Your argument makes more sense if you only discuss the closed narrative of this trailer, rather than the context of the upcoming movie. But I really don’t think anybody else here is having that discussion. Nor is a trailer ever ment to be percieved in that way.

        • misterfricative says:

          You’re right: strictly speaking this isn’t ‘double mumbo jumbo’, it’s a subspecies called either ‘too much marzipan’ or ‘black vet’. But I can’t find any online links to those technical terms, and in any case the basic idea is the same: ie that it makes things *worse* to add an extra layer to a concept that’s already sufficient.

          Any way you renormalize it, this comes out as overloaded. Start with a ninja. And OK, unlike most ninjas, he’s a smack-talking sweary ninja. Fine, that’s a character. And now make him a 9 year old girl as well. It’s too much.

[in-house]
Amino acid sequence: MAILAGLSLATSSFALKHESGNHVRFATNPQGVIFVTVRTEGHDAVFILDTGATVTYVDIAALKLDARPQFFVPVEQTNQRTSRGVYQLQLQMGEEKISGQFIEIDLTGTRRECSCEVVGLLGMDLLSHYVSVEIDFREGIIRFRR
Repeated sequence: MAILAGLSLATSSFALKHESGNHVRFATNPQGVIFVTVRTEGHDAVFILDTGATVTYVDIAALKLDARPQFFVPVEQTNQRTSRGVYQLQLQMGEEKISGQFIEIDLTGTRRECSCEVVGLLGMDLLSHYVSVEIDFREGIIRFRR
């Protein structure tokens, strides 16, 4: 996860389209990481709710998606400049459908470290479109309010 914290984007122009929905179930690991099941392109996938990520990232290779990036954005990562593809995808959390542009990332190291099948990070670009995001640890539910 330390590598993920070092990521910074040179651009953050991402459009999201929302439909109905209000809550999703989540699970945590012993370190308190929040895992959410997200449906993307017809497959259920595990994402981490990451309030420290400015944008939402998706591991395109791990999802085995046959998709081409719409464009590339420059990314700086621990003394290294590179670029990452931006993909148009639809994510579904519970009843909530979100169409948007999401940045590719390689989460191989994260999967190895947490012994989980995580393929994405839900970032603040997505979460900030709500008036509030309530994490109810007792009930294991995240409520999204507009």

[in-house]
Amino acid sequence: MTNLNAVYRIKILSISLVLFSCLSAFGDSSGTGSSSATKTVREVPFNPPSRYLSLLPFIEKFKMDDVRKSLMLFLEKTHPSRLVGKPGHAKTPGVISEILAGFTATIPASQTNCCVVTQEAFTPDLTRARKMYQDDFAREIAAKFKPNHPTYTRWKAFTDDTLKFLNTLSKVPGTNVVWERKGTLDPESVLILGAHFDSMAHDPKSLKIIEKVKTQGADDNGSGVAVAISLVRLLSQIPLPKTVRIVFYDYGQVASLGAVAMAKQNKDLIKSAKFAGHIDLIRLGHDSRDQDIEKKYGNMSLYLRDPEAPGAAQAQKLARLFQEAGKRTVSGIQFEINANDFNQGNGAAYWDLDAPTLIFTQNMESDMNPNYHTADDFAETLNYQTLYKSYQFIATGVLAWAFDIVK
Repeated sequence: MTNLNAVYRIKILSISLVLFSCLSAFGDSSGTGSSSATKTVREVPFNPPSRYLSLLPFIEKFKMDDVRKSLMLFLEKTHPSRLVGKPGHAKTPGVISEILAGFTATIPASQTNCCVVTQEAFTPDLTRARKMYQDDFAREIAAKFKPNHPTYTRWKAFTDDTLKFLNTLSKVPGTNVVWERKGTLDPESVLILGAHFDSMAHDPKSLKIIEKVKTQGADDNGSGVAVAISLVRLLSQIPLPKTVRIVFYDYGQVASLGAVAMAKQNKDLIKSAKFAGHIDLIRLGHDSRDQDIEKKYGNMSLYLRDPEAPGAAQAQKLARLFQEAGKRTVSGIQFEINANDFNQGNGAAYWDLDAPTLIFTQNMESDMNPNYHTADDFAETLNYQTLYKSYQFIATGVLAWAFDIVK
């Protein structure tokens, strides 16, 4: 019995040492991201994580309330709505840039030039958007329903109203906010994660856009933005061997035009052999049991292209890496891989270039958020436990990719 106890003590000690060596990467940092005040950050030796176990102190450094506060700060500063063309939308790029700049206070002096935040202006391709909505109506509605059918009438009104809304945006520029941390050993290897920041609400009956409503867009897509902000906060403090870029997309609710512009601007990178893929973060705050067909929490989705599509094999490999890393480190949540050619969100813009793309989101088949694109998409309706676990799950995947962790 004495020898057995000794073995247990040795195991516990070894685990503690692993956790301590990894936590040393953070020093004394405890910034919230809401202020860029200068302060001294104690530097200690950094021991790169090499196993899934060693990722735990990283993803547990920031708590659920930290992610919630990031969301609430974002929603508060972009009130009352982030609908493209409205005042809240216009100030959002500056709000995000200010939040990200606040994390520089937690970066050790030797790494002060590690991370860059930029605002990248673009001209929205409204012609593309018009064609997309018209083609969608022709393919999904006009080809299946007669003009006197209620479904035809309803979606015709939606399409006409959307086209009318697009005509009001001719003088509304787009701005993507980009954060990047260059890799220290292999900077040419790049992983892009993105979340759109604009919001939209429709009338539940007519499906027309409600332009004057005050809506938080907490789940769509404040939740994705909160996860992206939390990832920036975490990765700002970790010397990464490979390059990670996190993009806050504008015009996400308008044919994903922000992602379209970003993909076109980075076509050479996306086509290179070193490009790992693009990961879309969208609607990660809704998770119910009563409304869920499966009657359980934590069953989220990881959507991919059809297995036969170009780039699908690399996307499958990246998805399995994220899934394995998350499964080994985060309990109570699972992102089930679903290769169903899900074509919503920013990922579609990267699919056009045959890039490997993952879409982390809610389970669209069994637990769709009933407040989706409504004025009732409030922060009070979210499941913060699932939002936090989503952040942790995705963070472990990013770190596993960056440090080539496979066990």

Or take a nine year old girl who behaves like an adult. OK. *Plus* she’s also a ninja. Arggh!! It’s like space aliens *plus* vampires. It loses focus. I don’t even know what I’m looking at any more.

          And you’re right that I wasn’t discussing the movie, but only what I saw in the trailer. After reading some of the other posts here, I now learn that the movie isn’t called ‘Hit Girl’, and that it’s not actually about the characters we see in the trailer(!). I freely admit that I’m completely unqualified to talk about the movie because even though I’ve now watched two of these one-note teaser/trailers (the one in the OP and the one where she gets shot in the chest), I still have absolutely no idea who or what the movie is actually about. (Oh, wait! It says right there in the OP! So Nicholas Cage isn’t playing a criminally inappropriate parent, he’s actually a super hero! And the protagonist is a character so compelling that, um, they left him out of the trailers altogether. Oh yeah! Sounds like a winner to me!)

  19. Anonymous says: